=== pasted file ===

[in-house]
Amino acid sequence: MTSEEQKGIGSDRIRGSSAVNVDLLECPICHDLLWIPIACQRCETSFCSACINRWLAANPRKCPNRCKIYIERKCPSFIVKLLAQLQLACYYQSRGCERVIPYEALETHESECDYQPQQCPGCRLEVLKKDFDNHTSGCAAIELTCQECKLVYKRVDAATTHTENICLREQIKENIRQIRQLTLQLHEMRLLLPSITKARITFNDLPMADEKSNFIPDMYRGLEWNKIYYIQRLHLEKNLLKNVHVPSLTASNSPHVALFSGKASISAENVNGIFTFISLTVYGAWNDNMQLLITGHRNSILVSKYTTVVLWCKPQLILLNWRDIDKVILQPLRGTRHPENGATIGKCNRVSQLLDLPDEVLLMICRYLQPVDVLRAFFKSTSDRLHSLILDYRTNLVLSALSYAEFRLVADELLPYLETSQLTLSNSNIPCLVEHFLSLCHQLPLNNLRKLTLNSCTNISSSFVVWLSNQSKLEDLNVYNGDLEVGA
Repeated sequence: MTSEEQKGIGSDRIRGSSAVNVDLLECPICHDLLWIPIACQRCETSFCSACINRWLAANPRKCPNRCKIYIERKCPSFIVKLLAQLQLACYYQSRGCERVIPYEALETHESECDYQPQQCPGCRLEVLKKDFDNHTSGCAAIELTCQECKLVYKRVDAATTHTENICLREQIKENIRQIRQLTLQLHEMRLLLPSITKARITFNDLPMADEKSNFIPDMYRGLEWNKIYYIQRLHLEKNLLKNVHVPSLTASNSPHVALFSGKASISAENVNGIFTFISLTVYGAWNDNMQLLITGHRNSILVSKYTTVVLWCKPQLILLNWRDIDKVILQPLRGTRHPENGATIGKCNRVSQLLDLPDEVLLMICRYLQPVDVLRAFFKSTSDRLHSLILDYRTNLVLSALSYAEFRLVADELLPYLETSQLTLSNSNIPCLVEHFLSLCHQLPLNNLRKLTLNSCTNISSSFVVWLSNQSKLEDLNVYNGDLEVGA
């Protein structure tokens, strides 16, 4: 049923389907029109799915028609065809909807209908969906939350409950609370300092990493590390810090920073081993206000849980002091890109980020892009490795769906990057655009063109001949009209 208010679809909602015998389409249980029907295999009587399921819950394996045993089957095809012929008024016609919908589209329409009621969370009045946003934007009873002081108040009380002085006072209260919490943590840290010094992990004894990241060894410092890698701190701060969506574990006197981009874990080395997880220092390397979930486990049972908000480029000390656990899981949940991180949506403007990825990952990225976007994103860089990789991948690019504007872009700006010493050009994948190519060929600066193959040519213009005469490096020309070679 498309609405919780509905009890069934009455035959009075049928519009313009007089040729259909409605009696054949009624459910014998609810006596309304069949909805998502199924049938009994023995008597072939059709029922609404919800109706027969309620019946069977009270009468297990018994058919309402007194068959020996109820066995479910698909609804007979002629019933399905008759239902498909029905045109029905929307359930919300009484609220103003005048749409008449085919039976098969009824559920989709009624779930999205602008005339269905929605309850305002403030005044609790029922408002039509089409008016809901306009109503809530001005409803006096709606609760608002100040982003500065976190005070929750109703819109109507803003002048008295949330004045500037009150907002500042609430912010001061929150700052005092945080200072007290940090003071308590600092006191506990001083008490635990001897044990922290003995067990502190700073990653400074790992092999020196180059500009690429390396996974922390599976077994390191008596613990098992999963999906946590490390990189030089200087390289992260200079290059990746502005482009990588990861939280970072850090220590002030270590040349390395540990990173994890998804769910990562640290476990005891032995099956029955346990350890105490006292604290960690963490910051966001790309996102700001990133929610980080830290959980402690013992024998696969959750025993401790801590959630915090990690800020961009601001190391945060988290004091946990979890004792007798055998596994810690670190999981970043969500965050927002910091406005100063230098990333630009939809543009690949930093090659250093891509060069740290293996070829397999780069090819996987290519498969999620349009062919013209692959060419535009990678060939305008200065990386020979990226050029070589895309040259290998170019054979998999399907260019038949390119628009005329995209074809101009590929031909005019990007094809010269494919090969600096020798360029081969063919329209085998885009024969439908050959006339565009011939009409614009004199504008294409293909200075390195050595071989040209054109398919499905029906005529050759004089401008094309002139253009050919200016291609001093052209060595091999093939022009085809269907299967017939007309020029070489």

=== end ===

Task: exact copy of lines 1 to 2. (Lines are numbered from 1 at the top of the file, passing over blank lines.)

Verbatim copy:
[in-house]
Amino acid sequence: MTSEEQKGIGSDRIRGSSAVNVDLLECPICHDLLWIPIACQRCETSFCSACINRWLAANPRKCPNRCKIYIERKCPSFIVKLLAQLQLACYYQSRGCERVIPYEALETHESECDYQPQQCPGCRLEVLKKDFDNHTSGCAAIELTCQECKLVYKRVDAATTHTENICLREQIKENIRQIRQLTLQLHEMRLLLPSITKARITFNDLPMADEKSNFIPDMYRGLEWNKIYYIQRLHLEKNLLKNVHVPSLTASNSPHVALFSGKASISAENVNGIFTFISLTVYGAWNDNMQLLITGHRNSILVSKYTTVVLWCKPQLILLNWRDIDKVILQPLRGTRHPENGATIGKCNRVSQLLDLPDEVLLMICRYLQPVDVLRAFFKSTSDRLHSLILDYRTNLVLSALSYAEFRLVADELLPYLETSQLTLSNSNIPCLVEHFLSLCHQLPLNNLRKLTLNSCTNISSSFVVWLSNQSKLEDLNVYNGDLEVGA